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Open Source apps galore!

October 9, 2009 Leave a comment

I am trying to create a new website, I have a business idea in mind, I am not a hardcore techie. But I am willing to get my hands dirty as much as I can, within the limits forced on me by my lower-than-the-bespectacled-geek’s brain-to-body ratio and my half-used, ageing brain cells. What do I do? This is what I did…

I must say I am the more curious type. The first thing I always try, is to find out if I can build a system form raw components and leave a lot of room for customisation to myself. But I wanted to try out open source apps only. One must remember the weak points of using open source technologies before deciding on using them:

  1. The dev team usually does not provide complete support for installation/use/bugs etc. Although, this varies a lot between various open source projects depending on the scale at which the project is undertaken and who is/are the investor(s)/stakeholder(s). A few projects actually wind up and the users may be left on their own.
  2. The apps are meant to be used by users who intend not to spend much money on licensed, non open-source products. Hence, these OS (Open Source) apps are tested primarily 0n other freely available technology stack (server, database, operating system etc.) If you intend to use those on non-OS servers and databases, you may have to do the porting job yourself.

Considering all this in mind, I started with analyzing (reading documentations, if available, installing and running) various OS apps. The number of apps in PHP is definitely more than those developed in any other language. Since I am from JAVA background, I was very keen on finding JAVA-based apps. A good source of information about such apps is java-source.net. Two of the good apps I found were Jforum for adding a nice forum to your existing website and Roller to add a weblog. Both of these can be attached to your existing websites with minimal configuration. But I am looking to build a website from scratch. Thats where I need a content management system (CMS). A blog is a simple example of a CMS. WordPress is a great tool for a blog-type website. But a CMS can do much more:

  1. It keeps your website well organized and comprehensive,
  2. Its easy to create, easy to maintain with minimal technical knowledge,
  3. It increases the data security, and
  4. It greatly reduces your time and costs.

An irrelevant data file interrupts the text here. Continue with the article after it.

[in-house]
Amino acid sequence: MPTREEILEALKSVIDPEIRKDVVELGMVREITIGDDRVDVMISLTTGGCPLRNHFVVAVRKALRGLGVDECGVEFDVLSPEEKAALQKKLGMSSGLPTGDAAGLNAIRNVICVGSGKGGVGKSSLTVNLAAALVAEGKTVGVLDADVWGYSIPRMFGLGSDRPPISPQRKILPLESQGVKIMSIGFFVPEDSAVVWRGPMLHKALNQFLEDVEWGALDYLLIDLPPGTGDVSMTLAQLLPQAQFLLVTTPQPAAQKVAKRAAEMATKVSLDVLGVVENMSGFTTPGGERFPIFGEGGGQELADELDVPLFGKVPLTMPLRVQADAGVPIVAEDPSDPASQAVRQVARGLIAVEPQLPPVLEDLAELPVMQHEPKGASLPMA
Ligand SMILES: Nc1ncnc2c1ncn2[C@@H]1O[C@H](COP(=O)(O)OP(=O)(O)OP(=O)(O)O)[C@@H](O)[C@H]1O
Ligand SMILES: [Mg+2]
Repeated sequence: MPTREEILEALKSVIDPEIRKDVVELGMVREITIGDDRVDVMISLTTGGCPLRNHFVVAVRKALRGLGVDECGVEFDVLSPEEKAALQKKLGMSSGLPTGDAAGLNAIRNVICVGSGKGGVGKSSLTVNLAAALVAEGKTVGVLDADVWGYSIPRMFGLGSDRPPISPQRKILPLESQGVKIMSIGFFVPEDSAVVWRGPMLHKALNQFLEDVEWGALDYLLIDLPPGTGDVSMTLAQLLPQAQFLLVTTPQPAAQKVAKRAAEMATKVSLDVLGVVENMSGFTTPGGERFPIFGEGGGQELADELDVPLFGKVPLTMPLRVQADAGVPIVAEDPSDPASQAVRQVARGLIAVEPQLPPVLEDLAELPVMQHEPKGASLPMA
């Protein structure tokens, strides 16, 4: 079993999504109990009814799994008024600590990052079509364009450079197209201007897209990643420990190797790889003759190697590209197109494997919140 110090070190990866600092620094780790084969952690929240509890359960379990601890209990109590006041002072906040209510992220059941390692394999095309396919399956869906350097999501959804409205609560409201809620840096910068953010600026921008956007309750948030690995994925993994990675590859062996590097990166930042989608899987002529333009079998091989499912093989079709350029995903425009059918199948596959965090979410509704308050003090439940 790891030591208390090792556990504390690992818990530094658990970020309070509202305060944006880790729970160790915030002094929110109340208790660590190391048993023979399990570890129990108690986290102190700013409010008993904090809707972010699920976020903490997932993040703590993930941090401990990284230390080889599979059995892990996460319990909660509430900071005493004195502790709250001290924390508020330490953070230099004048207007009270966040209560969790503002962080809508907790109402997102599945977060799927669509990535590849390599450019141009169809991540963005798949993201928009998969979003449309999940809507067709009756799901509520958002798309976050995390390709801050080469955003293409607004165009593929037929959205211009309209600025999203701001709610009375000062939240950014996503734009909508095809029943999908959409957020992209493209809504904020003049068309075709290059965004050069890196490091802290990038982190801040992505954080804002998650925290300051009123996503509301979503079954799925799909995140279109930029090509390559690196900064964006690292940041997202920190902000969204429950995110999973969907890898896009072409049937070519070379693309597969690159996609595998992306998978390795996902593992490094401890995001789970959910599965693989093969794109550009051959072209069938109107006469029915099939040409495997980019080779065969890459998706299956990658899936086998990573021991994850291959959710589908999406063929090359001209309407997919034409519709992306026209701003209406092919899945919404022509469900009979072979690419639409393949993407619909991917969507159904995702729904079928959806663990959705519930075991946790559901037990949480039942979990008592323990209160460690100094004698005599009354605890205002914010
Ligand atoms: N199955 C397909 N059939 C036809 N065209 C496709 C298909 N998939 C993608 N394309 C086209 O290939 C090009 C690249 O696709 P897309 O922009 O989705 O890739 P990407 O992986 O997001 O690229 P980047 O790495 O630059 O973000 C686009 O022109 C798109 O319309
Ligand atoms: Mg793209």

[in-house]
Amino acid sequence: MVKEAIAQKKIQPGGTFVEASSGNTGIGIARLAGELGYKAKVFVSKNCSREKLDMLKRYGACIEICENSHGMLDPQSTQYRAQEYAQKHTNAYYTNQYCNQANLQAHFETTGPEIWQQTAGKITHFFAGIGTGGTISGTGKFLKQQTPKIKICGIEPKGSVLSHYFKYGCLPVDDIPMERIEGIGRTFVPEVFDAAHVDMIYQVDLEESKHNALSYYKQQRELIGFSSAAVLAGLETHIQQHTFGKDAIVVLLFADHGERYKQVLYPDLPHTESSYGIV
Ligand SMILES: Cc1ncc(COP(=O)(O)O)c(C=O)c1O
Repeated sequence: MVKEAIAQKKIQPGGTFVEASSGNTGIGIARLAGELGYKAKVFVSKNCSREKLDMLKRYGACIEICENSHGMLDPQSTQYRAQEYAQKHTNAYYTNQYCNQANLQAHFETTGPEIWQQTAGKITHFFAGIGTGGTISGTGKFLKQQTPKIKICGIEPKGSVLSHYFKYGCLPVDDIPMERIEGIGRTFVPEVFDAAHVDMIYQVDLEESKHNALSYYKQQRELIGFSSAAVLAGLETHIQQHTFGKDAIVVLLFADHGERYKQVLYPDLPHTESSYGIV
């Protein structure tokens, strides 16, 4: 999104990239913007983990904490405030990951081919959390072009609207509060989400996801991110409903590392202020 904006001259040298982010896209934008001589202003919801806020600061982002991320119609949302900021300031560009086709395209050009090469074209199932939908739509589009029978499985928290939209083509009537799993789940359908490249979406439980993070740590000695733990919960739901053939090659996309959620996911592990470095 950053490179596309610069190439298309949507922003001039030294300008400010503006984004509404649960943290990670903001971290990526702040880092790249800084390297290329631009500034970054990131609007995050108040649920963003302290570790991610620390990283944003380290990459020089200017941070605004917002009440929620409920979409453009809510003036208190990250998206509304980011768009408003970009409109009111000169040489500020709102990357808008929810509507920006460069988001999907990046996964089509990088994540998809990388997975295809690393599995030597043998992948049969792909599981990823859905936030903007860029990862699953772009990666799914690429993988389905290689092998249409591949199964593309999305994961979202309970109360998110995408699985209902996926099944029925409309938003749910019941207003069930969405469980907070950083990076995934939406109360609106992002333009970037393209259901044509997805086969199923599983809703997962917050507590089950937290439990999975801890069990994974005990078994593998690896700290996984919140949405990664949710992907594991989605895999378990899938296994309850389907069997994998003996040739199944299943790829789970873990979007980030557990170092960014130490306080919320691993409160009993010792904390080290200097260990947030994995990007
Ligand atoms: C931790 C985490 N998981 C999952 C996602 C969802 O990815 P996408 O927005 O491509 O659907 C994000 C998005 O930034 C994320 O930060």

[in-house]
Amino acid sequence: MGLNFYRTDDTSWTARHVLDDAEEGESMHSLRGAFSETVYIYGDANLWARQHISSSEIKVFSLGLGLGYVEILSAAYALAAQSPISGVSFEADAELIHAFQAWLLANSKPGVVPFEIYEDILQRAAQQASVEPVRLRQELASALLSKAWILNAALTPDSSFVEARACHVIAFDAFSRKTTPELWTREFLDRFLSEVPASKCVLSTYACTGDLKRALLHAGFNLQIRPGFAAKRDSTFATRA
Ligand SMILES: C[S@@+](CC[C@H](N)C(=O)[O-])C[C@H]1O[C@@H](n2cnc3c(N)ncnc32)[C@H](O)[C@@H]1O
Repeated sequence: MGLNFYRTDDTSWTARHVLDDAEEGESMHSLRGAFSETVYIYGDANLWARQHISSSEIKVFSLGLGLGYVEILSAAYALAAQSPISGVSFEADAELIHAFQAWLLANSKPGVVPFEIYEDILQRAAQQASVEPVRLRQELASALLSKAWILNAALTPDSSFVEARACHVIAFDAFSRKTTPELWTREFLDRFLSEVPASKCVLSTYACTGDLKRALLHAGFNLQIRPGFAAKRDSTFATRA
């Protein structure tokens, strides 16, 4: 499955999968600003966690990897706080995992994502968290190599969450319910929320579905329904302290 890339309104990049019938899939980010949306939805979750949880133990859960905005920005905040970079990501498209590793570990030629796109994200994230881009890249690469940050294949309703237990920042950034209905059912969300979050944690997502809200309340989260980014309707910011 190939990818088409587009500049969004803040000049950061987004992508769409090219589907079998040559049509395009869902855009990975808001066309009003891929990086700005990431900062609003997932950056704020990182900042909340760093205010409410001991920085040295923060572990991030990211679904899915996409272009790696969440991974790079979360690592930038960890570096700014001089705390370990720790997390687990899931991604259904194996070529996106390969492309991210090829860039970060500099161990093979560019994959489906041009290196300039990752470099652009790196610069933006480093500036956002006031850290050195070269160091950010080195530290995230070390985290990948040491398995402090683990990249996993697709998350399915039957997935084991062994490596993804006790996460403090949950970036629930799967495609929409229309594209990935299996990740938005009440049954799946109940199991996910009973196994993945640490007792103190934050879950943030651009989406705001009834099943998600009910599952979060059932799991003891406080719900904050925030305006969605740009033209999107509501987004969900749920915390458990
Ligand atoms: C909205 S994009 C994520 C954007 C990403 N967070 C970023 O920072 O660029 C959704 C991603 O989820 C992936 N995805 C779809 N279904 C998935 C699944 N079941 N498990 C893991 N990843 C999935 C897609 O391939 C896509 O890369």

Here’s a list of top open source ones in news right now. These are, by no means, my choice as I haven’t tested them. The best source of feature set comparison and discussions are http://cmsreport.com and http://www.packtpub.com/award.

In no particular order:

Mambo

Mambo is a full-featured, award-winning content management system that can be used for everything from simple websites to complex corporate applications. It is used all over the world to power government portals, corporate intranets and extranets, ecommerce sites, nonprofit outreach, schools, church, and community sites. Mambo’s “power in simplicity” also makes it the CMS of choice for many small businesses and personal sites.

Joomla

Joomla is an award-winning content management system (CMS), which enables you to build Web sites and powerful online applications. Many aspects, including its ease-of-use and extensibility, have made Joomla the most popular Web site software available.

Drupal

Drupal is a free software package that allows an individual or a community of users to easily publish, manage and organize a wide variety of content on a website.

The built-in functionality, combined with dozens of freely available add-on modules, will enable features such as:

  • Electronic commerce
  • Blogs
  • Collaborative authoring environments
  • Forums
  • Peer-to-peer networking
  • Newsletters
  • Podcasting
  • Picture galleries
  • File uploads and downloads

DotNetNuke

DotNetNuke is a web content management system (WCM or CMS) and application development framework which enables businesses to quickly build and deploy feature-rich, interactive web sites and applications in Microsoft .NET. An intuitive, menu-driven interface allows even non-technical users to easily create new sites or extend the functionality and features of their existing web site.

SilverStripe

SilverStripe is an open source content management system. It’s simple to use, standards compliant, and offers great usability. The standout feature for me is the templating system, which uses simple placeholders within standard HTML to build the pages. Common functions — like menu systems — are built in and automatically generated, yet still offer full control over the styling.

phpNuke

Pligg

e107

mojoPortal

WordPress

…………and many more. There are a number of things to note before picking any of these for creating your website:

  1. Feature-set and robustness of the framework
  2. The size of the community – Drupal and Joomla in particular have large community
  3. Security provided by the framework
  4. Your level and type of technical knowledge – You may occasionally, need to integrate your own code to the existing CMS resources. Hence, if you know .Net, you may like to choose dotnetnuke and so on.
  5. Unique features in a CMS suitable for a particular purpose – WordPress may be more suitable for a simple blogging site and Pligg for a community site.

Considering all the above mentioned factors, coupled with my own online research, I decided to try out Drupal and Joomla. Once I am done with the trials, I’ll have something more to write.